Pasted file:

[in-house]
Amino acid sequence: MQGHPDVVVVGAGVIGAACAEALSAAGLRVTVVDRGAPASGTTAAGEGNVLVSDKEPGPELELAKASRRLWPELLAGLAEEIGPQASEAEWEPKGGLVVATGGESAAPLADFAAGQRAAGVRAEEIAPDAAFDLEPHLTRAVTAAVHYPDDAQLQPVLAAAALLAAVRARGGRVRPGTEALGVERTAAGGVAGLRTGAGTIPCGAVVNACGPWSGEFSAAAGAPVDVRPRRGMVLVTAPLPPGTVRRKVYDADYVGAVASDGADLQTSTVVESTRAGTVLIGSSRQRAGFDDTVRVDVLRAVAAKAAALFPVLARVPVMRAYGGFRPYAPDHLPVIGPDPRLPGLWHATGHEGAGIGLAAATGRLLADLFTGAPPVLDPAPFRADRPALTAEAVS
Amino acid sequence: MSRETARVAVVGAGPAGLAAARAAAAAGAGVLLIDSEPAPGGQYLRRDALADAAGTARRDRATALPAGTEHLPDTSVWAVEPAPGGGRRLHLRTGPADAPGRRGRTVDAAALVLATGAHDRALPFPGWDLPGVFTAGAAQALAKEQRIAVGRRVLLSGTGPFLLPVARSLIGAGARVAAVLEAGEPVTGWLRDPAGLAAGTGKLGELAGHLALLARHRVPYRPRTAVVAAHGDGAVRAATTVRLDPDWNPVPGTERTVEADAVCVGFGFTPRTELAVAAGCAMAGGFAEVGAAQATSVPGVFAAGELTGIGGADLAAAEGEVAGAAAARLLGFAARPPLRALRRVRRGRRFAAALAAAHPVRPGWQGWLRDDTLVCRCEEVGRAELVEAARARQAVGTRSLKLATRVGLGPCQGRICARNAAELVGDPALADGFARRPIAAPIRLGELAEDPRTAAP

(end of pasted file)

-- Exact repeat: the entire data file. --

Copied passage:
[in-house]
Amino acid sequence: MQGHPDVVVVGAGVIGAACAEALSAAGLRVTVVDRGAPASGTTAAGEGNVLVSDKEPGPELELAKASRRLWPELLAGLAEEIGPQASEAEWEPKGGLVVATGGESAAPLADFAAGQRAAGVRAEEIAPDAAFDLEPHLTRAVTAAVHYPDDAQLQPVLAAAALLAAVRARGGRVRPGTEALGVERTAAGGVAGLRTGAGTIPCGAVVNACGPWSGEFSAAAGAPVDVRPRRGMVLVTAPLPPGTVRRKVYDADYVGAVASDGADLQTSTVVESTRAGTVLIGSSRQRAGFDDTVRVDVLRAVAAKAAALFPVLARVPVMRAYGGFRPYAPDHLPVIGPDPRLPGLWHATGHEGAGIGLAAATGRLLADLFTGAPPVLDPAPFRADRPALTAEAVS
Amino acid sequence: MSRETARVAVVGAGPAGLAAARAAAAAGAGVLLIDSEPAPGGQYLRRDALADAAGTARRDRATALPAGTEHLPDTSVWAVEPAPGGGRRLHLRTGPADAPGRRGRTVDAAALVLATGAHDRALPFPGWDLPGVFTAGAAQALAKEQRIAVGRRVLLSGTGPFLLPVARSLIGAGARVAAVLEAGEPVTGWLRDPAGLAAGTGKLGELAGHLALLARHRVPYRPRTAVVAAHGDGAVRAATTVRLDPDWNPVPGTERTVEADAVCVGFGFTPRTELAVAAGCAMAGGFAEVGAAQATSVPGVFAAGELTGIGGADLAAAEGEVAGAAAARLLGFAARPPLRALRRVRRGRRFAAALAAAHPVRPGWQGWLRDDTLVCRCEEVGRAELVEAARARQAVGTRSLKLATRVGLGPCQGRICARNAAELVGDPALADGFARRPIAAPIRLGELAEDPRTAAP